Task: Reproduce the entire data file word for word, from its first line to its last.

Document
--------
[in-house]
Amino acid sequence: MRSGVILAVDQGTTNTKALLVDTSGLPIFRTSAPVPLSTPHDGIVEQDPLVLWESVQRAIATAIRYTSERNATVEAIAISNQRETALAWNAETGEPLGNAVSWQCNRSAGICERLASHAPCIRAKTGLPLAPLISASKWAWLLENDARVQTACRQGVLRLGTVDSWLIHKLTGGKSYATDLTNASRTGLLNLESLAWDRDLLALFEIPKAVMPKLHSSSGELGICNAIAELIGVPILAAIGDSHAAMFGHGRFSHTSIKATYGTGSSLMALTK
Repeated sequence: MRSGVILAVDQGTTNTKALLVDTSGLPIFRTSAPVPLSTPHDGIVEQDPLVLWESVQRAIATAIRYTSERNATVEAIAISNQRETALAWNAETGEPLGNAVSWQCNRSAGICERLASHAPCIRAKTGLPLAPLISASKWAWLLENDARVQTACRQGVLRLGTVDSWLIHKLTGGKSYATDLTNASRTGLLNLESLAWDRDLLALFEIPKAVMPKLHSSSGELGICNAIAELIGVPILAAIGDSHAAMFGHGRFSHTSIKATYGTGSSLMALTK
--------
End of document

[in-house]
Amino acid sequence: MRSGVILAVDQGTTNTKALLVDTSGLPIFRTSAPVPLSTPHDGIVEQDPLVLWESVQRAIATAIRYTSERNATVEAIAISNQRETALAWNAETGEPLGNAVSWQCNRSAGICERLASHAPCIRAKTGLPLAPLISASKWAWLLENDARVQTACRQGVLRLGTVDSWLIHKLTGGKSYATDLTNASRTGLLNLESLAWDRDLLALFEIPKAVMPKLHSSSGELGICNAIAELIGVPILAAIGDSHAAMFGHGRFSHTSIKATYGTGSSLMALTK
Repeated sequence: MRSGVILAVDQGTTNTKALLVDTSGLPIFRTSAPVPLSTPHDGIVEQDPLVLWESVQRAIATAIRYTSERNATVEAIAISNQRETALAWNAETGEPLGNAVSWQCNRSAGICERLASHAPCIRAKTGLPLAPLISASKWAWLLENDARVQTACRQGVLRLGTVDSWLIHKLTGGKSYATDLTNASRTGLLNLESLAWDRDLLALFEIPKAVMPKLHSSSGELGICNAIAELIGVPILAAIGDSHAAMFGHGRFSHTSIKATYGTGSSLMALTK